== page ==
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... for the Week of September 13, 1999


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Lawyer/Witness Work Day - Review
Tuesday WB00684_.gif (1100 bytes) Mock Trial
Wednesday WB00684_.gif (1100 bytes) TEST - The Constitution (3.1, 4 and 5)
Thursday WB00684_.gif (1100 bytes) Debrief Test - Begin Minorities

...for the Week of September 6, 1999


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No School - Labor Day
Tuesday WB00684_.gif (1100 bytes) Ratifying the Constitution - Federalists v. Anti-Federatlists - READ 5.3
Wednesday WB00684_.gif (1100 bytes) The Constitution - It's Parts, It's Powers - Assign Constitution Chart
Thursday WB00684_.gif (1100 bytes) Introduce Mock Trial - READ 5.4 - Constitution Charts DUE
Friday WB00684_.gif (1100 bytes) Mock Trial Work Day

...for the Week of August 30, 1999


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Road to Revolution - Seeds of Change DUE - Read 3.1
Tuesday WB00684_.gif (1100 bytes) Patriot Father, Loyalist Son Video - Begin The American Revolution - SKIM Chap. 4
Wednesday WB00684_.gif (1100 bytes) The American Revolution in groups
Thursday WB00684_.gif (1100 bytes) Quiz over 3.1, and 4 - READ 5.1
Friday WB00684_.gif (1100 bytes) Articles of Confederation - Assign Building Blocks of the U.S. Constitution - READ 5.2

...for the Week of August 23, 1999


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Tuesday WB00684_.gif (1100 bytes)
Wednesday WB00684_.gif (1100 bytes) First Day of Classes
Thursday WB00684_.gif (1100 bytes) The Roles, Rights and Responsibilities of Government
Friday WB00684_.gif (1100 bytes) Seeds of Change

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    If there is one thing that keeps America together it is the shared beliefs that the founding fathers outlined in the Constitution.  Despite drastic changes in technology and population,  liberty, freedom, and justice remain common bonds across many religions, ethnicities and ways of life.  The Constitution was a product of three things:   History, Struggle and Compromise.  The Enlightenment, a time when man's ability to reason was championed, hit the American shore at a time when colonial discontent with England and its king was at high tide.  The resulting struggle, a war between a disorganized band of men and the most powerful empire on earth, took surprising turns as the Americans lived the words of Patrick Henry, "Give me liberty or give me death."  After trying first to survive as a confederation of states, they soon realized something better would be needed.  Small states argued with large ones and Federalists argued with Anti-federalists.  In the end, compromise produced a document that still today guides the most fundamental discussions regarding everyday life in America.

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The Revolutionary War in Nine Questions

The Constitution

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WB00827_.GIF (132 bytes) Fitting the colonists definition of a tyrant, King George III of England considered the colonies in America a necessary evil.  They were a wealth of raw materials an resources, but increasing tensions across 4,000 miles of ocean was getting more and more difficult to manage.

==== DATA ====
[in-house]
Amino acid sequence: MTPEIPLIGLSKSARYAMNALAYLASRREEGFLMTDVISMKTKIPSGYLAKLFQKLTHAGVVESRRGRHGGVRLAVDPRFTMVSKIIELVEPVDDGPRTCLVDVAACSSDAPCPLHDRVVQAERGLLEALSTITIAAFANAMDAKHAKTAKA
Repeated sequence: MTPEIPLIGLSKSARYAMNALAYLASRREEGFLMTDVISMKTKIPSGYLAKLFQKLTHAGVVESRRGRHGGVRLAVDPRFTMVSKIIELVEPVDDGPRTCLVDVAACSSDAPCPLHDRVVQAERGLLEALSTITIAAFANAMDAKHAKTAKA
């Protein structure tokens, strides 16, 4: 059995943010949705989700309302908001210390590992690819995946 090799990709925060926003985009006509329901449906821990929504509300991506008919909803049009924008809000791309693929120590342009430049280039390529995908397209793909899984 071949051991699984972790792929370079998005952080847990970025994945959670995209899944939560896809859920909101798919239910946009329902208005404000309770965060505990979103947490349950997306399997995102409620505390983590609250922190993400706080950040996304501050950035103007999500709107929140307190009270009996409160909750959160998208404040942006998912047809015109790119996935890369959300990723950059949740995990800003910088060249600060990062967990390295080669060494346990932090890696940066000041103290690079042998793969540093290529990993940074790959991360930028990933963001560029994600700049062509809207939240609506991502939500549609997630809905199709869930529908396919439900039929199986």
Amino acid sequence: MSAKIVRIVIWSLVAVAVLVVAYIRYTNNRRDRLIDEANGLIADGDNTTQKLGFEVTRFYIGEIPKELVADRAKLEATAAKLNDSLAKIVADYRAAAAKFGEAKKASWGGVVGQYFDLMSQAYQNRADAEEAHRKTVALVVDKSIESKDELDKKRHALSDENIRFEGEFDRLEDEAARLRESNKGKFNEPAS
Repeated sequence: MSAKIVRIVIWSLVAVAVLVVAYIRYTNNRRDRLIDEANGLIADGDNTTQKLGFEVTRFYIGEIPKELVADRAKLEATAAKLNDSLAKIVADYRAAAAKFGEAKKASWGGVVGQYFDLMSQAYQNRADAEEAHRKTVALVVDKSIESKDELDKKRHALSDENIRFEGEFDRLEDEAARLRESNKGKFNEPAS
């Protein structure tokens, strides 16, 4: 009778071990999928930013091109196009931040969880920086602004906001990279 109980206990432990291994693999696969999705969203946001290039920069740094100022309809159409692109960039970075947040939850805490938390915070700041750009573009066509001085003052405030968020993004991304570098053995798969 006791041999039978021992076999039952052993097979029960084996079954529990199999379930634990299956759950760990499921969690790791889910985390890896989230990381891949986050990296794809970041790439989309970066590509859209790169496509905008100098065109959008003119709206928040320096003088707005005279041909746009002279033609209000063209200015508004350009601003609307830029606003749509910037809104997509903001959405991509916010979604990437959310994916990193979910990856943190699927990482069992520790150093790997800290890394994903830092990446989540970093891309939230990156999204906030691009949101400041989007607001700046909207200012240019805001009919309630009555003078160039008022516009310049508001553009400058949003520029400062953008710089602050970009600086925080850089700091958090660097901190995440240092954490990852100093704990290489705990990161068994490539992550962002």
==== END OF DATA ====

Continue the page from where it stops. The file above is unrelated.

WB00827_.GIF (132 bytes) This flag, originally designed by Ben Franklin to promote the Albany Plan of Union, was used as a universal symbol of unity in both the revolution and during ratification of the new constitution. WB00827_.GIF (132 bytes) Though known more for his historic horse ride, Paul Revere's impact on revolution and independence stems more from his art.   The engraving at left, The Bloody Massacre, depicts the events in Boston that culminated with British soldiers shooting and killing colonists.  The bias nature of the work stirred emotions, helping build momentum for change.

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WB00827_.GIF (132 bytes) A memorable act of rebellion on the road to revolution was the Boston Tea Party.  Depicted on the stamp at right, the event seems comical, but the colonists were deadly serious.

WB00827_.GIF (132 bytes) One key framer of the constitution was Thomas Jefferson.  His beliefs in John Locke's theories of natural, unalienable rights are at the core of our beliefs regarding the relationship between the government and the governed.

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Chapter 3.1 Chapter 4
rt_arrow.jpg (780 bytes) Know the economic relationship between America and England; rt_arrow.jpg (780 bytes) See The Revolutionary War in Nine Questions
rt_arrow.jpg (780 bytes) How English legislation strangled colonial commerce;
rt_arrow.jpg (780 bytes) What is salutary neglect and how did it fuel thoughts of independence?
Chapter 5
Section One Section Two
rt_arrow.jpg (780 bytes) Why did a confederation form? rt_arrow.jpg (780 bytes) Big states vs. Small states - compromise!
rt_arrow.jpg (780 bytes) What weaknesses did it have? rt_arrow.jpg (780 bytes) Slave state vs. Free state - compromise!
rt_arrow.jpg (780 bytes) What problems could NOT be solved? rt_arrow.jpg (780 bytes) Division of Powers, Checks and Balances
Section Three
rt_arrow.jpg (780 bytes) Distinguish between a Federalist and Anti-Federalist;
rt_arrow.jpg (780 bytes) Why was the Bill of Rights so crucial to ratification?
rt_arrow.jpg (780 bytes) Know what basic rights the 1st 10 amendments grant


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